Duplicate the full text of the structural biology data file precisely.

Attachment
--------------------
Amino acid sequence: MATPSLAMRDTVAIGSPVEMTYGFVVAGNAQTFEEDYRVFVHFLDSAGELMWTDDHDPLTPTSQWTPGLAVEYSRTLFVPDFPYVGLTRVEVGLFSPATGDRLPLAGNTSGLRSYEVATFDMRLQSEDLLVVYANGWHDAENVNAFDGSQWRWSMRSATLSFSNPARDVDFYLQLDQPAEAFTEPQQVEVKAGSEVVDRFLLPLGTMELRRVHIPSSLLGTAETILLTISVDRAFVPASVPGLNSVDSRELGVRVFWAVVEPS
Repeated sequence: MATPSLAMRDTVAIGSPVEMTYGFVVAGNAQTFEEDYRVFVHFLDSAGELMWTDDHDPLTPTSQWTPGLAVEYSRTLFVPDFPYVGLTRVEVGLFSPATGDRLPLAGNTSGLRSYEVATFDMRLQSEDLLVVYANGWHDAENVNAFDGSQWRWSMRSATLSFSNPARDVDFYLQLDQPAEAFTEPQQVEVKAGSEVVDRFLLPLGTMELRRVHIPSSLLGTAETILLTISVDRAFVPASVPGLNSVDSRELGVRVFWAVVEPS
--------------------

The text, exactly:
Amino acid sequence: MATPSLAMRDTVAIGSPVEMTYGFVVAGNAQTFEEDYRVFVHFLDSAGELMWTDDHDPLTPTSQWTPGLAVEYSRTLFVPDFPYVGLTRVEVGLFSPATGDRLPLAGNTSGLRSYEVATFDMRLQSEDLLVVYANGWHDAENVNAFDGSQWRWSMRSATLSFSNPARDVDFYLQLDQPAEAFTEPQQVEVKAGSEVVDRFLLPLGTMELRRVHIPSSLLGTAETILLTISVDRAFVPASVPGLNSVDSRELGVRVFWAVVEPS
Repeated sequence: MATPSLAMRDTVAIGSPVEMTYGFVVAGNAQTFEEDYRVFVHFLDSAGELMWTDDHDPLTPTSQWTPGLAVEYSRTLFVPDFPYVGLTRVEVGLFSPATGDRLPLAGNTSGLRSYEVATFDMRLQSEDLLVVYANGWHDAENVNAFDGSQWRWSMRSATLSFSNPARDVDFYLQLDQPAEAFTEPQQVEVKAGSEVVDRFLLPLGTMELRRVHIPSSLLGTAETILLTISVDRAFVPASVPGLNSVDSRELGVRVFWAVVEPS